We have several notable environmental leaders participating with us, but I hope that next year we will have still more.

The issues of human biotechnologies have always had special impact on people of color. We have many of the strong people of color leaders with us, but we cannot be content and need to have still more with us next year.

Progressive religious leaders are mostly absent. We need to congratulate ourselves for at least having a session on religion and several of us here have served on various ecumenical and interfaith committees. But the progressive branch of religion needs to be one of our allies Again, the right wing has figured out how to frame these issues in a way that grabs right wing religionists. We need to do a better job of framing the issues for the left wing religionists. A greater focus on the overlap between our issues and other issues of social-economic-racial justice would help.

Moreover, we must frame our issues such that these groups will seek us out to help them accomplish their goals in these areas. When we have framed the issues such that all of the progressive groups can take and work with them and then later call us to give additional help, we will have done our job and really framed the issues well.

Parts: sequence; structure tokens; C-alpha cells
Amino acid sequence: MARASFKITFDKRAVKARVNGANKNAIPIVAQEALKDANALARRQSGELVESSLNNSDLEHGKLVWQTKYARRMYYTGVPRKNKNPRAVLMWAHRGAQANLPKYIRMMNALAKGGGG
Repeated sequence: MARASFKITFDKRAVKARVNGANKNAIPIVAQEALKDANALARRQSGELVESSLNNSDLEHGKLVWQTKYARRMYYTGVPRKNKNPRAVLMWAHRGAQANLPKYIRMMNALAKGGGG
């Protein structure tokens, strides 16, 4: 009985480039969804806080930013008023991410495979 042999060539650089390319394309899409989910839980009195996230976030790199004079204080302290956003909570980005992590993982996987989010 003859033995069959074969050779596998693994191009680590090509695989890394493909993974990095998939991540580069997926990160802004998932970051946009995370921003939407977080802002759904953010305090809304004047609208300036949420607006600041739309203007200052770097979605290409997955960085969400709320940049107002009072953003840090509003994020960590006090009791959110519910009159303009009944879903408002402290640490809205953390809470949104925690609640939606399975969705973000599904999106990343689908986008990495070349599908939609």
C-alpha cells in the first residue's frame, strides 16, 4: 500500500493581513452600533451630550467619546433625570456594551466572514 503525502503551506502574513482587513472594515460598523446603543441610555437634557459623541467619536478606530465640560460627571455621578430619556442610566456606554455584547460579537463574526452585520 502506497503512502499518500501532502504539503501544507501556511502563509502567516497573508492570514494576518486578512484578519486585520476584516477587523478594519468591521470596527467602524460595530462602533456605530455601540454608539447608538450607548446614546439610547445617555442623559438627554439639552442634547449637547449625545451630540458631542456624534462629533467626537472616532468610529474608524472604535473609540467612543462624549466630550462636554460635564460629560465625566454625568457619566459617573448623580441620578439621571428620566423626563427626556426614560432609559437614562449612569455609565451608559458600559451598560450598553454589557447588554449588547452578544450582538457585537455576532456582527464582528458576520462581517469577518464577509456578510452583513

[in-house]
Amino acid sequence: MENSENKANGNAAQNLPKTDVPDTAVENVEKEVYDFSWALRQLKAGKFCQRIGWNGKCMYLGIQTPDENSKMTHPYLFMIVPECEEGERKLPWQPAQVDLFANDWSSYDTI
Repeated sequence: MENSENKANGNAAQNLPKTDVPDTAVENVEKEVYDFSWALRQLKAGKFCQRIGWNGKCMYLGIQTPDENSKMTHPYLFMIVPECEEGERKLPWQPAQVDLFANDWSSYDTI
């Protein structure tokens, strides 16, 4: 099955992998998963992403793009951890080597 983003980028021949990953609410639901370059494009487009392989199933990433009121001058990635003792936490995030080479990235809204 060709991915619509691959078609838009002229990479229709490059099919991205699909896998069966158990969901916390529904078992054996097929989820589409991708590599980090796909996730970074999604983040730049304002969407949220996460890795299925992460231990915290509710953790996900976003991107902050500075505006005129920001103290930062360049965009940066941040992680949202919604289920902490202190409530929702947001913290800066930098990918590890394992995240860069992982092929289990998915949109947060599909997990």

Identify the key issues of the next ten years now and frame the debate, develop the regulations, get them implemented

My list is actually rather short, but my main point is that we need a collective list no longer than these five areas: If we can get it down to three issue areas that we all work on, we can win major victories. Proponents will try to argue that all of these developments need no new regulations.

Synthetic Biology

Nanotechnology causing or being used to make genetic changes

Organ transplants/gene transfer technology/ growing organs

IVF research and the new eugenics

New machines in our bodies—Dick Cheney's pulseless heart?